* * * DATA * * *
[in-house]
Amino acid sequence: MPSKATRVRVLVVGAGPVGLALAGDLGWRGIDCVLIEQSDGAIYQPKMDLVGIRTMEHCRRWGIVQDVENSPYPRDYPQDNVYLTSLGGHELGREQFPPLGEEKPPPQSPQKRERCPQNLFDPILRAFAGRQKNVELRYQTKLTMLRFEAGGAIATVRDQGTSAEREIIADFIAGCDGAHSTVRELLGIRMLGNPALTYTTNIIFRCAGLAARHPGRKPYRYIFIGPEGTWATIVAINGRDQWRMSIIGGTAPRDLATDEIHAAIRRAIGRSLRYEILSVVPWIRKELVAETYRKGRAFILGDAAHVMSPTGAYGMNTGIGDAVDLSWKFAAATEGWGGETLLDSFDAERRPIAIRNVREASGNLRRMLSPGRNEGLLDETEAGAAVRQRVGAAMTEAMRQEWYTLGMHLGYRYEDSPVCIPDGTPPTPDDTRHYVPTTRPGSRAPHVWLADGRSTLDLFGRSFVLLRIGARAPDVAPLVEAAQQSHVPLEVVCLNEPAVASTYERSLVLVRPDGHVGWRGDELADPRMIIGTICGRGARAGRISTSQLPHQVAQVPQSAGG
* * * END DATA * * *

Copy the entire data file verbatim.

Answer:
[in-house]
Amino acid sequence: MPSKATRVRVLVVGAGPVGLALAGDLGWRGIDCVLIEQSDGAIYQPKMDLVGIRTMEHCRRWGIVQDVENSPYPRDYPQDNVYLTSLGGHELGREQFPPLGEEKPPPQSPQKRERCPQNLFDPILRAFAGRQKNVELRYQTKLTMLRFEAGGAIATVRDQGTSAEREIIADFIAGCDGAHSTVRELLGIRMLGNPALTYTTNIIFRCAGLAARHPGRKPYRYIFIGPEGTWATIVAINGRDQWRMSIIGGTAPRDLATDEIHAAIRRAIGRSLRYEILSVVPWIRKELVAETYRKGRAFILGDAAHVMSPTGAYGMNTGIGDAVDLSWKFAAATEGWGGETLLDSFDAERRPIAIRNVREASGNLRRMLSPGRNEGLLDETEAGAAVRQRVGAAMTEAMRQEWYTLGMHLGYRYEDSPVCIPDGTPPTPDDTRHYVPTTRPGSRAPHVWLADGRSTLDLFGRSFVLLRIGARAPDVAPLVEAAQQSHVPLEVVCLNEPAVASTYERSLVLVRPDGHVGWRGDELADPRMIIGTICGRGARAGRISTSQLPHQVAQVPQSAGG